Upgrade question with only a $600 budget

By Gholam
Jul 16, 2014
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  1. Hello,

    I am looking to upgrade my current pc (will post specs below) and am wondering what will give me the most bang for my buck as my budget is limited ($600), and I may not have the funds to upgrade again for a while.
    Current PC specs:
    Intel Core i7 LYNNFIELD 860 @ 2.8GHz, 4GB ram, and a Geforce EVGA GTX 660 ti 2GB.


    I was set to order a new MB, ram, cpu, and another GTX 660 ti to run sli.

    My new pc would have been (this was all within my $600 budget):

    Intel Core i5-4690K Processor 3.5GHz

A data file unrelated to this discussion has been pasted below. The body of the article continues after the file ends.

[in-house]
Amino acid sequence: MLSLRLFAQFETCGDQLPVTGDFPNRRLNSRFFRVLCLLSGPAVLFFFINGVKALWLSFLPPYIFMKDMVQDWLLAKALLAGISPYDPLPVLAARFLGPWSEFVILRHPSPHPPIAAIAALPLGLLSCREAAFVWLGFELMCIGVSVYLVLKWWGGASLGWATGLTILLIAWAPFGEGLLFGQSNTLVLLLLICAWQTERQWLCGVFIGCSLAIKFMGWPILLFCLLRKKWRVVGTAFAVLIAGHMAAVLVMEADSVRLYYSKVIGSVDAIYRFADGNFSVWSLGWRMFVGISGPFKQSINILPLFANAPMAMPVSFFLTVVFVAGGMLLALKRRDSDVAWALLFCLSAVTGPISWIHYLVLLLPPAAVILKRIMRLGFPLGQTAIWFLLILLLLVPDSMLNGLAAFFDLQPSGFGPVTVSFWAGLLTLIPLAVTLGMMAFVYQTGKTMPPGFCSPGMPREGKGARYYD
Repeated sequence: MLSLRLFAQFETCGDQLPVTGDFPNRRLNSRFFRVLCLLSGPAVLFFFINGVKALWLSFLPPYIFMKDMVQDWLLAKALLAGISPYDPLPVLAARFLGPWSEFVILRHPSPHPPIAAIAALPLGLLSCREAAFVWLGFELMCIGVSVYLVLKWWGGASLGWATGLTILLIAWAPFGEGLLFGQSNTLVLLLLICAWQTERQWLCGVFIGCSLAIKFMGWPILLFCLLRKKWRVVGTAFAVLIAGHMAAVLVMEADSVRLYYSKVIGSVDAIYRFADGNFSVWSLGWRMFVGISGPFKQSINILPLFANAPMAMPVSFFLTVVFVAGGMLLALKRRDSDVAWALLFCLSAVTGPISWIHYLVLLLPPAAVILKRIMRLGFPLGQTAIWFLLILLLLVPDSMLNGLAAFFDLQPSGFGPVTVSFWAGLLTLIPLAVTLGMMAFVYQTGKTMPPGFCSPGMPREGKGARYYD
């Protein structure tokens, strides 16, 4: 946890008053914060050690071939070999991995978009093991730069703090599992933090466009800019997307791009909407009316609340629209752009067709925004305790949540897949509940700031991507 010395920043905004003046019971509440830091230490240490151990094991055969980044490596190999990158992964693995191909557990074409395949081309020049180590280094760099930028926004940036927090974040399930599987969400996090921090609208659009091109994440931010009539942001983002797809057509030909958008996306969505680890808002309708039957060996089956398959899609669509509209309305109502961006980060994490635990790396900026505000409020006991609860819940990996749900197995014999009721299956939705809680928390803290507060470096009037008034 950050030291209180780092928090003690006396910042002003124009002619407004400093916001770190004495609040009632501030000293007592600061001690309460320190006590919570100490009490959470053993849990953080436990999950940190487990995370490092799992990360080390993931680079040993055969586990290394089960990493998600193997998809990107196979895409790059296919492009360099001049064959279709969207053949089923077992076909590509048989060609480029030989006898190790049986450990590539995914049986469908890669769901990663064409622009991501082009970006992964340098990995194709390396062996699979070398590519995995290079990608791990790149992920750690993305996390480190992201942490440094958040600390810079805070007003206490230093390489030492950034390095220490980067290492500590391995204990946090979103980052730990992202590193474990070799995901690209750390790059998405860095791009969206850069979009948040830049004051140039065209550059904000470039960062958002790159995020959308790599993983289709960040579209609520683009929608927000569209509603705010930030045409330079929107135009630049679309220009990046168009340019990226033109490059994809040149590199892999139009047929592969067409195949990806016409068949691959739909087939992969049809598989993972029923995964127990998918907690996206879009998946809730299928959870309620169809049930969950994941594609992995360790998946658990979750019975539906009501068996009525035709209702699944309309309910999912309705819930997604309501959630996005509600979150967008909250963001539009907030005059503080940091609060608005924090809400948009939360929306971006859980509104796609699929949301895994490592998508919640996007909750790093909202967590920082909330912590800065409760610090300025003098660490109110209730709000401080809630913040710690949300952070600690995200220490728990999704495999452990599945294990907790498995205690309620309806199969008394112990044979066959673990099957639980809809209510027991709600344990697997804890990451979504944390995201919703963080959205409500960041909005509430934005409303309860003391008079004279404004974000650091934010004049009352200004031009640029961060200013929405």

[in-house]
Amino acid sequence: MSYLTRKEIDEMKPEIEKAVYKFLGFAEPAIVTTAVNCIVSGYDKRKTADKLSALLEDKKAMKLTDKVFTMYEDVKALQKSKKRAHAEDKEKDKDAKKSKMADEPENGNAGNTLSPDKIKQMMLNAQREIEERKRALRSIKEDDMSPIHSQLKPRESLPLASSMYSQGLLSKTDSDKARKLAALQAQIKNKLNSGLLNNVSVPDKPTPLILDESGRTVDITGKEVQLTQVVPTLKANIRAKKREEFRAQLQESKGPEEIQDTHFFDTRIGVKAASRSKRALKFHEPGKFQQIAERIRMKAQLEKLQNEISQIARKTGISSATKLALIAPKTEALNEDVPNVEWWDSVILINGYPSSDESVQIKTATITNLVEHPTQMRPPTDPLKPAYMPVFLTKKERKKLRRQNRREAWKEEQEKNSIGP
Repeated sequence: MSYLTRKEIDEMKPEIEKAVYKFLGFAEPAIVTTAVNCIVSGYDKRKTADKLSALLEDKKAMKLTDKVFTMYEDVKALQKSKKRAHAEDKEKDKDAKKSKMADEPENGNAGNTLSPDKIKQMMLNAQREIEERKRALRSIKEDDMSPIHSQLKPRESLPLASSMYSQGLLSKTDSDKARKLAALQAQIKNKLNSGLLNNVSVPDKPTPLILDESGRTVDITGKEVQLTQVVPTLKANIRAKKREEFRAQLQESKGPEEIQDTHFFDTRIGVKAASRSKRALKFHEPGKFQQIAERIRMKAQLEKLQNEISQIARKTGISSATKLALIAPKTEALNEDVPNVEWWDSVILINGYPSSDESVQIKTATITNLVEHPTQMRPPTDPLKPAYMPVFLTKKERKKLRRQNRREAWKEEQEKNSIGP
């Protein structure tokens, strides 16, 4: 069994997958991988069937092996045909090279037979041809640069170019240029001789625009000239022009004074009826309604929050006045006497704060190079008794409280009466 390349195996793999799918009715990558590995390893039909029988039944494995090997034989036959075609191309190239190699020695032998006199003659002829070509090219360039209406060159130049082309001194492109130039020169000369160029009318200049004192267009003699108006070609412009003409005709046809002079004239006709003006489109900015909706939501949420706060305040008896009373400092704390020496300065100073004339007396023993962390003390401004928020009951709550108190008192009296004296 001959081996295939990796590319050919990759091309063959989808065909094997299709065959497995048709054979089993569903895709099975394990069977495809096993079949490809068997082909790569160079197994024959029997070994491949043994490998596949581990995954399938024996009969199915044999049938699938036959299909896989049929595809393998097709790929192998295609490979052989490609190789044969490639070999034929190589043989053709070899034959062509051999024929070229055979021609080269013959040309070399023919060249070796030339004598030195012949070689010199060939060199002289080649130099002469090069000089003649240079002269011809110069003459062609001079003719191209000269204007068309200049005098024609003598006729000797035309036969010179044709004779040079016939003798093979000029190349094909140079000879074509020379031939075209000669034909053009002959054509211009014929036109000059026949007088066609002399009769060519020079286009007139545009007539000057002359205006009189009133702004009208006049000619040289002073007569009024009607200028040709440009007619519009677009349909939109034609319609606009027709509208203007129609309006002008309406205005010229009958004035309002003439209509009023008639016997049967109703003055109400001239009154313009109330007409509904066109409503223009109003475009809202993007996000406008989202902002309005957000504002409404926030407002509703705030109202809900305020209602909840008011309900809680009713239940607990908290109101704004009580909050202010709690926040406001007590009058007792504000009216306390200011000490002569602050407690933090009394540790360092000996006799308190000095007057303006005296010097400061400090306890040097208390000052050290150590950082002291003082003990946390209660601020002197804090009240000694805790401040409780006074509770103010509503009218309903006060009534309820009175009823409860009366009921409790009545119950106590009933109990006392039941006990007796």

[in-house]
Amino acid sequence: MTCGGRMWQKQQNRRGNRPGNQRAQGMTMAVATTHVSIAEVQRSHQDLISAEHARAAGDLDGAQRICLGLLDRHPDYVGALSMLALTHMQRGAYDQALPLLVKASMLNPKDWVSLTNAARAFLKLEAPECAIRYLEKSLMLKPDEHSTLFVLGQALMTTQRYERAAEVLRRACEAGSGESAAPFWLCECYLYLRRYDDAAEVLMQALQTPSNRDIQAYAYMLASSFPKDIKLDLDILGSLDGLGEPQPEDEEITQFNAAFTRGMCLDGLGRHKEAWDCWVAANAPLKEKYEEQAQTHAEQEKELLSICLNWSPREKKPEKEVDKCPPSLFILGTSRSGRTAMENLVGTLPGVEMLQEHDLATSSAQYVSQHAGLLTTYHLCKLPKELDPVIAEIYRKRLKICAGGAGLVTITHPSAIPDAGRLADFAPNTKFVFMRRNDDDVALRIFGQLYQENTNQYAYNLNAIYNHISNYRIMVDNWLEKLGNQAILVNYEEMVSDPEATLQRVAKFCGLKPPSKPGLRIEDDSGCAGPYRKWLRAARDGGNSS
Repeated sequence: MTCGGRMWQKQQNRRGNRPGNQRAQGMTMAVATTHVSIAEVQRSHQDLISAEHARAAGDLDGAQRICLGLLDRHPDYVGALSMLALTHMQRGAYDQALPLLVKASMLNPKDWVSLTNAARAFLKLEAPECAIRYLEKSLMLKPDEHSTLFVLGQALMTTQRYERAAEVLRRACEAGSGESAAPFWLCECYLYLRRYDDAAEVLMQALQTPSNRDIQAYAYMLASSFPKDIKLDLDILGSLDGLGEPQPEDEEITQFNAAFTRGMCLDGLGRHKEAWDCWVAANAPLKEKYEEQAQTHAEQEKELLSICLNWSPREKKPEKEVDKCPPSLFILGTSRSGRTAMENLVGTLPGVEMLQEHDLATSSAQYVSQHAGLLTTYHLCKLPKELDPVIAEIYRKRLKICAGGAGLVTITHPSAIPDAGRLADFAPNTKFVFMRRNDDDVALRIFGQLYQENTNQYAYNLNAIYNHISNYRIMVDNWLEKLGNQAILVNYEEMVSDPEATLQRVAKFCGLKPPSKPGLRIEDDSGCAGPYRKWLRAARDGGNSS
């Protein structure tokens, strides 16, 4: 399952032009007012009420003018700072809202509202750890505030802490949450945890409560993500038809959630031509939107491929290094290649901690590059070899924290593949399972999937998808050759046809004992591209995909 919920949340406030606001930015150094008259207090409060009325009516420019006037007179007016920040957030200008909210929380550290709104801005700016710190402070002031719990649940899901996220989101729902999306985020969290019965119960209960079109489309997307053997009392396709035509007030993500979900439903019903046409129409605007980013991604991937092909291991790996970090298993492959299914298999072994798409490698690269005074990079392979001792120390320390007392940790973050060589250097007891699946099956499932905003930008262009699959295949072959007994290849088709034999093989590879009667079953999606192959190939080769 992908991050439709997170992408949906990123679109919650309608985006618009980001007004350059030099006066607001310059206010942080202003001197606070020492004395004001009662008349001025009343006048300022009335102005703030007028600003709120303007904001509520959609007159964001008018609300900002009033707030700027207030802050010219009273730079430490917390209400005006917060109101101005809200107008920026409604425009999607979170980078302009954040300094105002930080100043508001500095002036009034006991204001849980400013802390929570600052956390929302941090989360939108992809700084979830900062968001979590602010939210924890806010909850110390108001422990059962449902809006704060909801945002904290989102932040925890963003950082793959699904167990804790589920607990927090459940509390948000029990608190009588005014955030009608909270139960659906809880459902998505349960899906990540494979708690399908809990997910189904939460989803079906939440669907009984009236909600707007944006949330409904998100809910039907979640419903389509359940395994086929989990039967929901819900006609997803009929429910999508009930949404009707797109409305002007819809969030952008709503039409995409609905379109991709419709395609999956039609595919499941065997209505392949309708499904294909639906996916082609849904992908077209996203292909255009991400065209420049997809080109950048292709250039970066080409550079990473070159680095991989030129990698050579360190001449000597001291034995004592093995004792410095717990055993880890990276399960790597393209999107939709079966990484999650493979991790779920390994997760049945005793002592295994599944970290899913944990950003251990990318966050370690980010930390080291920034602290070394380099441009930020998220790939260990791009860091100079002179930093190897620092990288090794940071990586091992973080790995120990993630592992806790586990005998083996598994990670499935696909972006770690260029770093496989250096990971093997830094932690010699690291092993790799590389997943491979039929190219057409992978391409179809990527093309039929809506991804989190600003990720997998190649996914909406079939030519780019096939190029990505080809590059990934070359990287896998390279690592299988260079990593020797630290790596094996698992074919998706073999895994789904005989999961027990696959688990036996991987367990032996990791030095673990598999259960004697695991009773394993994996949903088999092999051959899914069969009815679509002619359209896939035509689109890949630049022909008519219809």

8GB ram
    ASUS Z87 PRO LGA 1150 Motherboard
    Geforce GTX 660ti 2GB x2


    Ive had some people recently tell me the most bang for the buck would be just spending almost all of it on a video card as thats where the bottleneck for most games is. I can see that being true but my cpu/ram/and mb are about 4 years old... I still think id get more performance for the overall package but im far from an expert and could use any advice and/or suggestions.

    Also im a but hung up on going from a I7 to a I5 but the newer cores have to make up for whatever difference there may be right?

    Thanks, and sorry if I put this in the wrong spot.
  2. cliffordcooley

    cliffordcooley TechSpot Paladin Posts: 5,765   +1,423

    Does your current system not support SLI?

    And does you PSU provide enough power for the two 660Ti?
  3. hellokitty[hk]

    hellokitty[hk] I'm a TechSpot Evangelist Posts: 4,317   +117

    I don't think that spending any money on a CPU would be worth anything with two 660Tis.
  4. Gholam

    Gholam Newcomer, in training Topic Starter